DUBAI, United Arab Emirates — A young Saudi woman sparked a sensation online over the weekend by posting a video of herself in a miniskirt and crop top walking around in public, with some Saudis calling for her arrest and others rushing to her defense.

State-linked news websites reported Monday that officials in the deeply conservative Muslim country are looking into possibly taking action against the woman, who violated the kingdom’s rules of dress.

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The video, first shared on Snapchat, shows her walking around an empty historic fort in Ushaiager, a village north of the capital, Riyadh, in the desert region of Najd, where many of Saudi Arabia’s most conservative tribes and families are from.

Competing Twitter hashtags emerged, with one demanding the woman’s arrest and another asserting that freedom of dress should not be a crime.

“However, the real victims of this new law will be the millions of migrant workers that have come to rely on using VPNs to access free Vo IP.” Many of those workers can’t afford to use paid services.

Some websites are banned from the UAE for cultural reasons, but the Vo IP ban was specifically designed to help the UAE telecom industry survive despite pressure from free services, reports .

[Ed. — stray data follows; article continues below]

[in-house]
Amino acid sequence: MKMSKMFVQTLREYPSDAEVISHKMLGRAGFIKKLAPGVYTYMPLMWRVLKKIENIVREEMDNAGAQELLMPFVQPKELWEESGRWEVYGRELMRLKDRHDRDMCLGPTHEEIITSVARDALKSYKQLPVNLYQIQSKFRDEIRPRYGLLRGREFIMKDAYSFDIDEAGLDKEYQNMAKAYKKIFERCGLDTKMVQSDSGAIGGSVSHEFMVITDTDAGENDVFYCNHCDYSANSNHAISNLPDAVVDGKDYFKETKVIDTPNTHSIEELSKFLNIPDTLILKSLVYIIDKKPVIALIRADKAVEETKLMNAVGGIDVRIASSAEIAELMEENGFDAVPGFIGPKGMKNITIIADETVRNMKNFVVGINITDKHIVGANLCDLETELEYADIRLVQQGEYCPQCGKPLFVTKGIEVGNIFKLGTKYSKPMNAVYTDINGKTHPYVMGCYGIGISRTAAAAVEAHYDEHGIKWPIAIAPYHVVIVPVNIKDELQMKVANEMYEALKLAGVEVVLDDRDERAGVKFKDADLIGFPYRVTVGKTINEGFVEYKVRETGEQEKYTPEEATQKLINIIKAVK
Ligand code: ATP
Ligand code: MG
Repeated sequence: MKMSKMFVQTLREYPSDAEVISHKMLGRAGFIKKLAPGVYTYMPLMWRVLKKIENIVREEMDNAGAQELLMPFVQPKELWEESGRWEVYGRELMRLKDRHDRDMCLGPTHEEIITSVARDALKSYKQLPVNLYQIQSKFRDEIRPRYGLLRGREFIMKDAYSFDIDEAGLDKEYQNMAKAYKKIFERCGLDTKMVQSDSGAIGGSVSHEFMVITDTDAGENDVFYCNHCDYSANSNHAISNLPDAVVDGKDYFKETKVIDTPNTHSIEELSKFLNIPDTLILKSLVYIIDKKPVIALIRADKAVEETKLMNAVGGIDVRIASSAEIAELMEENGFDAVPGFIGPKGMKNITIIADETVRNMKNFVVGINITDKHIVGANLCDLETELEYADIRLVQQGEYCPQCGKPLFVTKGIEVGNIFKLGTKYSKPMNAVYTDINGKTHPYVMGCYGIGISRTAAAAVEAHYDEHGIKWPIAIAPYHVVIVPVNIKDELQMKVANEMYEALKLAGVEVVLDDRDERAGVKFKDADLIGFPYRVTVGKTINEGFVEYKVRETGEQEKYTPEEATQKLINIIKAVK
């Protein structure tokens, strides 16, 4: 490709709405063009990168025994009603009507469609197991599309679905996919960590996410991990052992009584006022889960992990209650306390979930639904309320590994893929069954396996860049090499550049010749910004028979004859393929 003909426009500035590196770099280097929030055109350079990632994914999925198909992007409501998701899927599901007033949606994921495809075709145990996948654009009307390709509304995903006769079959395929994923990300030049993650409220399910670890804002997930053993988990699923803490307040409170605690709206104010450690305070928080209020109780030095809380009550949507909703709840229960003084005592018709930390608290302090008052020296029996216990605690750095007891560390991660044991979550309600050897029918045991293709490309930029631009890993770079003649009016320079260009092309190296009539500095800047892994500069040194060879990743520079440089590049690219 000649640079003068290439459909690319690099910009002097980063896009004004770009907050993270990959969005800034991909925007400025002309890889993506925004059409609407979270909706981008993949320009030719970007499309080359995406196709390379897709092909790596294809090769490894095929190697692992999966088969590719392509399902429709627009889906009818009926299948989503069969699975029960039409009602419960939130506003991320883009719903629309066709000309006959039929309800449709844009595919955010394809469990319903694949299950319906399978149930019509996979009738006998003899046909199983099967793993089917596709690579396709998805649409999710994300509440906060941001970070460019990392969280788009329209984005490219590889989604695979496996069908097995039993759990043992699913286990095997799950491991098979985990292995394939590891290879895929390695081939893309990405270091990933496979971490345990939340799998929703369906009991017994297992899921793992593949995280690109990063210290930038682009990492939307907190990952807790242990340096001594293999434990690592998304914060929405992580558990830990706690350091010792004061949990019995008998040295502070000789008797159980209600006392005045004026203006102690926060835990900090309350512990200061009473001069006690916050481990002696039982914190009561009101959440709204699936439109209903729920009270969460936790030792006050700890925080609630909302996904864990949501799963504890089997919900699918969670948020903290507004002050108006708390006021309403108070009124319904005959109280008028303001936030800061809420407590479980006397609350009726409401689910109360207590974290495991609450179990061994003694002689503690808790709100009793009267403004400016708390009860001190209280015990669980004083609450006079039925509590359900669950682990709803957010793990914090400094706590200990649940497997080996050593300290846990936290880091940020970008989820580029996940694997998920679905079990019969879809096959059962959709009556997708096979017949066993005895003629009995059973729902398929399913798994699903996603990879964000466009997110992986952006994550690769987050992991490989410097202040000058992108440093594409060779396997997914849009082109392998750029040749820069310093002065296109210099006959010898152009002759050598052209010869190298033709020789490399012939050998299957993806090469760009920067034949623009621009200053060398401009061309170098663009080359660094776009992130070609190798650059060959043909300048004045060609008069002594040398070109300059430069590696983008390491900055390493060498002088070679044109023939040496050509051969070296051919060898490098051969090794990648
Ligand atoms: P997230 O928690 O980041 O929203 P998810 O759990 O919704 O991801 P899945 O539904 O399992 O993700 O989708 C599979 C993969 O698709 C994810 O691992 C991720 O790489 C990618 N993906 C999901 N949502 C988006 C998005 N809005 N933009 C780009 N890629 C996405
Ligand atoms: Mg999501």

Many are now more confused than ever over what is and is not a permissible.

Yet between 20, few, if any, VPN websites that allowed users to access blocked content were themselves blocked by the TRA, indicating that the country is not actively blocking these sites, or at the least, not actively reporting it.The UAE has various censorship laws, which block some internet content, including Skype, Flickr, porn, and torrenting, and gives the government the right to monitor your activity.The easiest and simplest way to get around these content blocks and protect your privacy is with a VPN.Update 19th April 2017: A VPN still allows you to access restricted websites and still be anonymous in Dubai.Summary: If you live in or travel to Dubai, you may encounter some blocks to internet content and your online activity could be supervised.Ibrahim al-Munayif, a Saudi writer with more than 41,000 followers on Twitter, wrote on his official account that allowing people to disobey the law leads to chaos.